Afghanistan: NATO's night raids cause more harm than good, report says
A dramatic rise in the number of NATO's night raids in Afghanistan, aimed at capturing insurgents, is souring relations with the Afghan people, according to the new report.
Kabul, Afghanistan — Over the past year, US and NATO forces say they have made considerable progress against the Afghan insurgency through the use of night raids. But a new study suggests that the long-controversial nighttime operations are doing more harm than good.
Despite a sharp rise in the number of night raids, there have been no benefits in the form of decreased insurgent attacks, and anger over the operations has continued to mount among Afghan civilians, found the report by the Open Society Foundations and The Liaison Office, a research and analysis group in Kabul.
“The dramatic increase in the number of night raids, and evidence that night raids or other operations may be more broadly targeting civilians to gather information and intelligence, appear to have overwhelmed Afghan tolerance of the practice," wrote the authors of the report. "Afghan attitudes toward night raids are as hostile as ever, if not more so.”
International forces rely heavily on night raids to capture or kill high-level insurgents. Night raids are a critical component of NATO’s strategy here, but a growing number of Afghans, including President Hamid Karzai, have condemned the raids as disrespectful to Afghan culture, and say they undermine the authority of the government and security forces.
With US and NATO forces moving toward the drawdown of troops and the gradual handover of security duties to the Afghan Army over the next few years, the controversy over night raids is worsening relations at a critical time.
Even in the face of heated political debate about the night raids, there was fivefold increase between February 2009 and December 2010. Though newer statistics are unavailable, military officials indicated to Open Society Foundations that international forces still conduct a large number of night raids, possibly at higher rates than those previously documented. By one estimate, up to 40 night raids occur daily throughout Afghanistan.
“The night raids are perceived by the people, by the government, by Afghans as an insult. It’s a very big insult because they are insulting our privacy … so people hate them from the depths of their hearts,” says Rahim Khurram, deputy director of The Liaison Office.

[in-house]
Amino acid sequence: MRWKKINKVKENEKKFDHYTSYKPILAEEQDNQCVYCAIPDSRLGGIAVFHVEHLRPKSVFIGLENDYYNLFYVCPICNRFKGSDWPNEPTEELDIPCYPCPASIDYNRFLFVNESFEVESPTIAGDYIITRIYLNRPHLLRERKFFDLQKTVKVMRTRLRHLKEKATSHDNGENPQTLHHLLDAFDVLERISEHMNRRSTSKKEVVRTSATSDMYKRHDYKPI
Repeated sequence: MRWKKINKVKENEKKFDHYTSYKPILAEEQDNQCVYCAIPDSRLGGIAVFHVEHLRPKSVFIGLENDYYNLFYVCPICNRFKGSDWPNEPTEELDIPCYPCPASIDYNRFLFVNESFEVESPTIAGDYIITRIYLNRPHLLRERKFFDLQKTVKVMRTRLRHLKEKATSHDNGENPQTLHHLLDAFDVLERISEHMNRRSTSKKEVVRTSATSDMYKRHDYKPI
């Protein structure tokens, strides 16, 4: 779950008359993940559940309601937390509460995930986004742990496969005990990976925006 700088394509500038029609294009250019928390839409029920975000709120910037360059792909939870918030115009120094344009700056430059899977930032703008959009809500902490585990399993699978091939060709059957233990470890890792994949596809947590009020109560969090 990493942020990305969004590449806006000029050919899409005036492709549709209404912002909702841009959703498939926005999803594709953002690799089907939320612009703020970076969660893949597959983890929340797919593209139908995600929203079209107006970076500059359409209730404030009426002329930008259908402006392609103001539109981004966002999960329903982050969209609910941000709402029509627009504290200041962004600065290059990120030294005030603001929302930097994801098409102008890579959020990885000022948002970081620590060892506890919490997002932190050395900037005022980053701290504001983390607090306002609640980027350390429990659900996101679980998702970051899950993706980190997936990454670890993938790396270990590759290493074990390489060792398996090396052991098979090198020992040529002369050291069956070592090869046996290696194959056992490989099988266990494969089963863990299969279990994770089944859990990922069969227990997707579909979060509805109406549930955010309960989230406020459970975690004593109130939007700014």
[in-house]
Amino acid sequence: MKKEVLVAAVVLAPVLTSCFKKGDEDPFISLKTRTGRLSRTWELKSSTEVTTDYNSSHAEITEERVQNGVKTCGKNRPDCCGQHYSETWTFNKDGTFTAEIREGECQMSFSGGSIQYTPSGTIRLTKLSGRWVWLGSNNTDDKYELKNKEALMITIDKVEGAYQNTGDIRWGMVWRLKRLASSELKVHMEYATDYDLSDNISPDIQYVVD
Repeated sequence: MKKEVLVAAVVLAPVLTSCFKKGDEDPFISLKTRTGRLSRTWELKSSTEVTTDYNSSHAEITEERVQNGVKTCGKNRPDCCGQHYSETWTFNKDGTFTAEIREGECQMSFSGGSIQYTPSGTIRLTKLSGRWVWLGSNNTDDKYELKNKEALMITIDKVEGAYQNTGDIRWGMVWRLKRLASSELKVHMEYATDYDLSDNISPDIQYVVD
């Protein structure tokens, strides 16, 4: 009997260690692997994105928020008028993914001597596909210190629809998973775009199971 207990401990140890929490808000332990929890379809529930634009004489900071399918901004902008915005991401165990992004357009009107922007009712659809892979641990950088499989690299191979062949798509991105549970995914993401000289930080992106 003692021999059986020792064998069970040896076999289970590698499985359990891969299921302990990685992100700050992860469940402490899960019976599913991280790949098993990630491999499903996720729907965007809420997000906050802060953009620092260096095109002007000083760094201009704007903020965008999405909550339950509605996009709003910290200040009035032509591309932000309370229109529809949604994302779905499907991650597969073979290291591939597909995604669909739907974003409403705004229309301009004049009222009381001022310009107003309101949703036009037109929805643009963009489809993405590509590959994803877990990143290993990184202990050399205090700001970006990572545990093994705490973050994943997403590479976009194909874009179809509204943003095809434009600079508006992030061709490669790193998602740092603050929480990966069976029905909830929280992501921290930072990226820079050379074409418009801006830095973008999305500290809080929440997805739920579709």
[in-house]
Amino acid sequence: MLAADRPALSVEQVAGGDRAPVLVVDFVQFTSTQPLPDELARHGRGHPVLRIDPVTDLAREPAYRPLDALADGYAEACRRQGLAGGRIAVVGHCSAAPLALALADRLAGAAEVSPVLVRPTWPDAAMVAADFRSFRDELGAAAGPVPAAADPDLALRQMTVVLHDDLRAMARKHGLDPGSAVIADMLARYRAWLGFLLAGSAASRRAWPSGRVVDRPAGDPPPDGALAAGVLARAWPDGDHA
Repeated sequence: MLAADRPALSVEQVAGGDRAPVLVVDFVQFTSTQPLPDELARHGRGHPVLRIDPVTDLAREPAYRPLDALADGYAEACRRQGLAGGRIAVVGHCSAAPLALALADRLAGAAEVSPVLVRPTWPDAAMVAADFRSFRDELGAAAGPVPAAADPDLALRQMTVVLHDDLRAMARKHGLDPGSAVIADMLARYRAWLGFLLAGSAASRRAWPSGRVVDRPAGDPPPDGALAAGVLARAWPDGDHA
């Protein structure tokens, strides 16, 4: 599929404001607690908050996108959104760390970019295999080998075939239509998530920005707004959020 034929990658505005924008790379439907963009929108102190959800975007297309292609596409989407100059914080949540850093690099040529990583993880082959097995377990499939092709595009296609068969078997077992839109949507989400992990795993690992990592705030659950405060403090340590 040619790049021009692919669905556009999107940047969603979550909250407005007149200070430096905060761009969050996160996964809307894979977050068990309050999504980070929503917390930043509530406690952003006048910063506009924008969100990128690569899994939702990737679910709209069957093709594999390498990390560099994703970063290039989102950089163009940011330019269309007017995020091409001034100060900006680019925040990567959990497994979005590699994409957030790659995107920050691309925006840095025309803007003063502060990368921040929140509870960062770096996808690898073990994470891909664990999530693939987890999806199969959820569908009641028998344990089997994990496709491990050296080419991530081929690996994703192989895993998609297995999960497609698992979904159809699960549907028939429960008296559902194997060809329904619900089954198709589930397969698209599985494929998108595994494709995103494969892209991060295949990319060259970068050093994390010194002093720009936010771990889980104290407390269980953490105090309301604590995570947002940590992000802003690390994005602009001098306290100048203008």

Without any changes to the night-raid policy, Afghan relations with the international community will likely deteriorate, says Mr. Khurram, adding, “The people regard Americans as our friends, and they are our friends because they rescued us from the Taliban and other bad characters, but this will change. I’m afraid of that.”
The US and international forces have made a number of changes to their night-raid policy that have, by many measures, improved their accuracy and addressed Afghan concerns. Among other changes, Afghan officials are now incorporated in the planning process, and 25 percent of night operations are led by Afghan forces.
Presently, International Security Assistance Force officials say that they get their target 80 percent of the time during night raids. The report does not state what portion of the remaining 20 percent escaped or if they mistakenly arrested the wrong person. ISAF officials also point out that the night raids account for less than 1 percent of civilian casualties and that 85 percent are conducted without any shots fired.
“Night operations are an effective method of maintaining the pressure on the enemy while minimizing risk to innocent civilians,” says US Army Lt. Col. Jimmie Cummings, an ISAF spokesman.
Many of the improvements have been overlooked or gone unnoticed by Afghans, however, due to the sheer quantity.
Despite pervasive disapproval of night raids among many Afghans, if conducted properly, they are a valuable tool against the insurgency, says Mirwais Yasini, a member of parliament from Nangarhar Province, where night raids have been a serious point of contention.
“We cannot do without them, because if we do away with the night raids it means we are cutting [ISAF’s] operational capacity to the day, and if we do that it means we’re cutting their operational capacity to less than 50 percent,” says Mr. Yasini.
He suggests that instead of raiding houses during the night, international forces should try surrounding a village at night and make arrests during the day time.